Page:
Market Monstrosity in Industrial Fishing
Martín Arboleda and Daniel Banoub, “Market Monstrosity in Industrial Fishing: Capital as Subject and the Urbanization of Nature,” Social & Cultural Geography, published online ahead of print: DOI: 10.1080/14649365.2016.1266025.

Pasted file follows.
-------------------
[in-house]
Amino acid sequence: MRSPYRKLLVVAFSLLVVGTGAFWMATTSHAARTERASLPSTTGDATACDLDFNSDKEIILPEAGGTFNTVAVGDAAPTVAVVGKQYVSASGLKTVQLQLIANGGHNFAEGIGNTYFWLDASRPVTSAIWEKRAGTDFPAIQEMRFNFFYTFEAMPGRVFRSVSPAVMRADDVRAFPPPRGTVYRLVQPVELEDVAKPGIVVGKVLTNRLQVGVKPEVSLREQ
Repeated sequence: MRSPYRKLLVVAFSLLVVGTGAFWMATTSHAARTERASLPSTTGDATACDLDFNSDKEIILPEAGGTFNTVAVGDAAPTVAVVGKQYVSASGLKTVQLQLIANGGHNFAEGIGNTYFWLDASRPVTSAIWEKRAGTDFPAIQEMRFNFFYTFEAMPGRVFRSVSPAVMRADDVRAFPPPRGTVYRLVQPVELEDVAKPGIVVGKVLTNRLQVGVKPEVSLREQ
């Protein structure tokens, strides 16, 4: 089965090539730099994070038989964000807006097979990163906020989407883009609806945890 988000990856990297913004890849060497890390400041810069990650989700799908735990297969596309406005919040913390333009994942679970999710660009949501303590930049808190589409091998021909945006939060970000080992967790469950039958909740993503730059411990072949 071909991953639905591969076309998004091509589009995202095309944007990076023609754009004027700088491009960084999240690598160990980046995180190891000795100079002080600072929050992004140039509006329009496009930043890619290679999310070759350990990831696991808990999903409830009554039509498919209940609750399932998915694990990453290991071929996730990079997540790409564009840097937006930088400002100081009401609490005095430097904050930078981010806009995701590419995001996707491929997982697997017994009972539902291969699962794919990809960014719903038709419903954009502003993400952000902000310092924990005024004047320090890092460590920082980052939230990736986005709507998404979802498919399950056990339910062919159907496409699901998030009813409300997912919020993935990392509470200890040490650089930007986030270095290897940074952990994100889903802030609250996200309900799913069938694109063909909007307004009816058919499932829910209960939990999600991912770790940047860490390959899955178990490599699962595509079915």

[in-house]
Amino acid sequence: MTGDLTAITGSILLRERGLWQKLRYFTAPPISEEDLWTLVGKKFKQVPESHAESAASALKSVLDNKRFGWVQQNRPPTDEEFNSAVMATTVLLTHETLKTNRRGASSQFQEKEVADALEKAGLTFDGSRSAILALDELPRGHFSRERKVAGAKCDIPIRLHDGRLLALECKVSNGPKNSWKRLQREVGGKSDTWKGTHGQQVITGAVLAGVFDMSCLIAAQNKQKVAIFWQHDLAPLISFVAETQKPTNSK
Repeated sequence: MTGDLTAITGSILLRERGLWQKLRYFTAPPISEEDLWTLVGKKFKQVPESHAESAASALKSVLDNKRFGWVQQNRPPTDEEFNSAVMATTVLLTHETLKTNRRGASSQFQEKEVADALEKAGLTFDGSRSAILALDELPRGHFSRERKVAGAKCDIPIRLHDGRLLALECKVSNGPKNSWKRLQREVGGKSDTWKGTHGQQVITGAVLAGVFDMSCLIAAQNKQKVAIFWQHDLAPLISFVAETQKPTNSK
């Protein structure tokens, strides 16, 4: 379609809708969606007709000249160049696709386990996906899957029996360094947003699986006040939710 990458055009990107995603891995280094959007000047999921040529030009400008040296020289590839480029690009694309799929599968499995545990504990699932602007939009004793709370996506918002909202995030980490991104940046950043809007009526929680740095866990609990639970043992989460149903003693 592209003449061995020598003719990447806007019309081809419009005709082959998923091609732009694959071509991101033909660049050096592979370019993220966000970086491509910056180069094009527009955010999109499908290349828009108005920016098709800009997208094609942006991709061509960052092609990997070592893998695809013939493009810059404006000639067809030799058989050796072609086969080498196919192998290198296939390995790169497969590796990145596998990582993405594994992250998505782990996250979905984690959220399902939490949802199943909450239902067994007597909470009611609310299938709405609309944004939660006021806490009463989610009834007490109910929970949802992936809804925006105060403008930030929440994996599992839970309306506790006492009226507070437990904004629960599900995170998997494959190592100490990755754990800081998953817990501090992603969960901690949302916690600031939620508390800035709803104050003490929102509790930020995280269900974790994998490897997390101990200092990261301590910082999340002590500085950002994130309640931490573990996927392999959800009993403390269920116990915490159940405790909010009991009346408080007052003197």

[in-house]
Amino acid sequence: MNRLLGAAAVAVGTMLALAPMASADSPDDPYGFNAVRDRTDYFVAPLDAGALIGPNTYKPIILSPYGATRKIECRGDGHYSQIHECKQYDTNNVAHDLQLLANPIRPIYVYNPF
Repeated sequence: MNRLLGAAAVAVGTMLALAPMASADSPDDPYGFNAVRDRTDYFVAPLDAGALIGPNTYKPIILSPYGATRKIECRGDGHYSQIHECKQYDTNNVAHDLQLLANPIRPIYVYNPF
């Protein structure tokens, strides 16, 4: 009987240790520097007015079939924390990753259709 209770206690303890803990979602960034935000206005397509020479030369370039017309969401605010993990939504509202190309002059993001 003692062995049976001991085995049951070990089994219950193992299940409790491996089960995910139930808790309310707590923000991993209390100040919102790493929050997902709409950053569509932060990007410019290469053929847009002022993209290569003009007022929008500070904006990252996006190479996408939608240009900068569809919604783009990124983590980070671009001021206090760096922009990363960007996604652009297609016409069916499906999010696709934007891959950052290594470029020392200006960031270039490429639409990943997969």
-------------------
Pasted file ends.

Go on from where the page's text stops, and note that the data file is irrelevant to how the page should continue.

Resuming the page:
Through a materialist reading of the aesthetic, this paper explores Leviathan, a project of visual anthropology produced by Harvard University’s Sensory Ethnography Lab, in order to reflect on the urbanization of nature as it is advanced by the more-than-human scripture of power objectified in the technologized, capital-intensive spaces of transnational fishing. With its idiosyncratic and technically elaborate mode of representation, Leviathan realizes a visual testament to the forms of disfigurement, exploitation and brutalization of human and nonhuman natures that have ensued from the real subsumption of planetary space to capital. Building upon a strand of critical theory that has advanced Marx’s original, yet partially developed insights on “capital as alienated subject”, we contend that one of Leviathan’s most salient artistic accomplishments has been to provide a vivid portrayal of how circuits of abstraction come to life as they take possession of human bodies and instruments of production. As a monster-tale of global capitalism, Leviathan showcases the purposeful, impersonal, and quasi-organic features of the ‘automatic subject’ that has come to rule over the materiality of social life.